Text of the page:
Continuous analysis with JetBrains TeamCity

Everybody knows the benefits of CI in the SDLC. I’m not discovering new ground here, but what’s interesting is that you can leverage your continuous integration processes to have a continuous analysis processes to have all the objective information you need from your applications at build time with Kiuwan.

If you run your application’s continuous integration with JetBrains’ TeamCity, in this article you will learn how easy it is to run a Kiuwan analysis as part of the process. Let’s get started.

First, you need your TeamCity Server installed and operational (you can download the professional edition for free here). Second, you need your TeamCity Build Agents installed, you can have as many as you need in different operating systems. Third, you need a Kiuwan account of course. And last but not least you need to download the Kiuwan Local Analyzer (KLA) from your Kiuwan account and install it in every TeamCity agent machine.

I’m going to assume you have fulfilled the first 3 requirements. I’m going to guide you step-by-step on how to configure a TeamCity build to run an automatic Kiuwan analysis starting by installing the KLA and configure the agent machines to run it.

Run a Kiuwan analysis from a TeamCity build step-by-step

Install the KLA in the agent machines. Installing the KLA is pretty simple and straightforward, just take the downloaded directly from your Kiuwan account and unzip it in a directory of your choice. That directory /KiuwanLocalAnalyzer will be your Kiuwan home (sometimes we call it agent home, to avoid confusion with the TeamCity agent I’ll stick to Kiuwan home). In Windows machines the KLA installation is done. For unix based machines there are a couple of little things to do:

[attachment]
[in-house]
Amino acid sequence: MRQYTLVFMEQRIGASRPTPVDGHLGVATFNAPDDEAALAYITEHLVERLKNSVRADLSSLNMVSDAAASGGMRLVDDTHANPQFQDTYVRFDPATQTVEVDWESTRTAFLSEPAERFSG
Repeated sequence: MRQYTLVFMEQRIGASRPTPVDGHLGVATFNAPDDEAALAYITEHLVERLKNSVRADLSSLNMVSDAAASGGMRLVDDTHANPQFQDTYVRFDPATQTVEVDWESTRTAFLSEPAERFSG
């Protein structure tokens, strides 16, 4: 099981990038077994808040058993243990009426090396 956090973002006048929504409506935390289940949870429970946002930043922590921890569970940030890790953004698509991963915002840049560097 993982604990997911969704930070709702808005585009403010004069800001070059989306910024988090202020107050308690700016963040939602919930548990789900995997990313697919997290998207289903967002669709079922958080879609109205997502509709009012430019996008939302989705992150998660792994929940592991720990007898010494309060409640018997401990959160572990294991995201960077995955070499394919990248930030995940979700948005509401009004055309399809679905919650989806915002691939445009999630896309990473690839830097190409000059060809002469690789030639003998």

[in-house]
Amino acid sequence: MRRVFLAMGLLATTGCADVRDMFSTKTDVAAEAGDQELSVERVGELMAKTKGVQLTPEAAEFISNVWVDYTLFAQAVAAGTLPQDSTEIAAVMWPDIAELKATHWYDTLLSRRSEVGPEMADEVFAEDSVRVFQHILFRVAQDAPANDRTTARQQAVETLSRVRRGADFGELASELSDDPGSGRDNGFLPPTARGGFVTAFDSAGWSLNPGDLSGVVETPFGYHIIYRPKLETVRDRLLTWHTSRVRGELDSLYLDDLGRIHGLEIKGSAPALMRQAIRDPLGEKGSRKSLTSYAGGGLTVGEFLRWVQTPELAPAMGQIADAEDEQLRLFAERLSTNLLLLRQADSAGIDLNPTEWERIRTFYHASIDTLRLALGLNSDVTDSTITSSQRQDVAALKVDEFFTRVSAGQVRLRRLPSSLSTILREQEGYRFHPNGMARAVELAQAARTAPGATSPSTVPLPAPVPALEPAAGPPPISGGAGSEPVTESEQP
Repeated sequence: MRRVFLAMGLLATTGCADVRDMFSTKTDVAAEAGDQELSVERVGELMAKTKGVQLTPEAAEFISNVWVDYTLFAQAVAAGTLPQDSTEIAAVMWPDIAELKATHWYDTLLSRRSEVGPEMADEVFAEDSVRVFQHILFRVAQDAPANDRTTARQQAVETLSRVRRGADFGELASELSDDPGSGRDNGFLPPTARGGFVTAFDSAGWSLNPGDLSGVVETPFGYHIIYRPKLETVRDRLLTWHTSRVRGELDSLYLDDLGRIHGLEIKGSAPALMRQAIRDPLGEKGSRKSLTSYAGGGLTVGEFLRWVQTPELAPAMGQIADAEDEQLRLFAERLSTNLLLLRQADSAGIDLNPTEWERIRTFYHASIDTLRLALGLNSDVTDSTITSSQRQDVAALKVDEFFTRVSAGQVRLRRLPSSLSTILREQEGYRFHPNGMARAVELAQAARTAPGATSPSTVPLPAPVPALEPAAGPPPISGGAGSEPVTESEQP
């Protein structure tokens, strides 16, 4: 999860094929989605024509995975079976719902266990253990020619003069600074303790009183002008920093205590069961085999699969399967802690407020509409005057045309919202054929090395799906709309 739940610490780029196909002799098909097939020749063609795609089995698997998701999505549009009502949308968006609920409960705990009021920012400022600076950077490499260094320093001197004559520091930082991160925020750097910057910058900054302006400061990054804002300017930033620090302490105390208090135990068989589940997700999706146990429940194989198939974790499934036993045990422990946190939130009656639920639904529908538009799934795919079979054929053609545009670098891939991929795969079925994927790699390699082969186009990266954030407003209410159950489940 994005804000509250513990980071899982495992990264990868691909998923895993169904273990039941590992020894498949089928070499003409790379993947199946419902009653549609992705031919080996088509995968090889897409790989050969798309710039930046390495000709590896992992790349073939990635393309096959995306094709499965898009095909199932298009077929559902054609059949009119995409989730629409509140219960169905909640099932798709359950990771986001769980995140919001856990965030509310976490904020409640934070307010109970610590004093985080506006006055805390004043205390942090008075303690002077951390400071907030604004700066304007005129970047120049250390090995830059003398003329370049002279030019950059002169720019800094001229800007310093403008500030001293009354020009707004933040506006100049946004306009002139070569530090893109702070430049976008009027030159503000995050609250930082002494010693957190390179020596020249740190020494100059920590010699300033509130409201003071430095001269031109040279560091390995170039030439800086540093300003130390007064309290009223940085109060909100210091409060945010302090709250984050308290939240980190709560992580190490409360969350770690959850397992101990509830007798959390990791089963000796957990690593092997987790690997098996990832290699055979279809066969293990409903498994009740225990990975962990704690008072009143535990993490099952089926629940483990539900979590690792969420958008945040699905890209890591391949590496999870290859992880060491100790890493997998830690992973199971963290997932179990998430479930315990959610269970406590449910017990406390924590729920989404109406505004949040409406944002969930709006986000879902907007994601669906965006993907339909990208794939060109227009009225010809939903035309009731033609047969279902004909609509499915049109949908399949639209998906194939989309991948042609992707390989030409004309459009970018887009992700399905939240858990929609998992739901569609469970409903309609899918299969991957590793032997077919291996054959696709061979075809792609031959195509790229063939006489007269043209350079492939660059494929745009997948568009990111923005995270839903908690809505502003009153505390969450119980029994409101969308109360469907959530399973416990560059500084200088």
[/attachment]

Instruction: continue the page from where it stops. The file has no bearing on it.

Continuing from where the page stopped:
Go to your directory and run a chmod command for all *.sh files to add execution permission (find -name “*.sh” -exec chmod +x {} \;)
Now, go to /bin directory and create a symbolic link named agent pointing to (ln -s agent).
To be able to invoke the KLA CLI in every machine without the installation path, add the /bin directory to the system path.
Select an existing project in TeamCity or create a new one. In TeamCity every project has one or more Version Control System (VCS) associated to it. This way the agent build agents take care of stracting the source code automatically. The VCS could be basically any: SVN, Git, GitHub, BitBucket, TFS, etc.


3. The next step is to configure a new build step that will run the Kiuwan analysis in a project existing build configuration, or create a new build configuration to include the Kiuwan analysis step.


Click create build configuration or edit an existing one in the general project settings page.

4. In the build configuration settings screen, the first thing to do is to define a couple of variables that will be available for the build agent at execution time to hold your Kiuwan credentials necessary to run the analysis. Look for the parameters section in the left menu.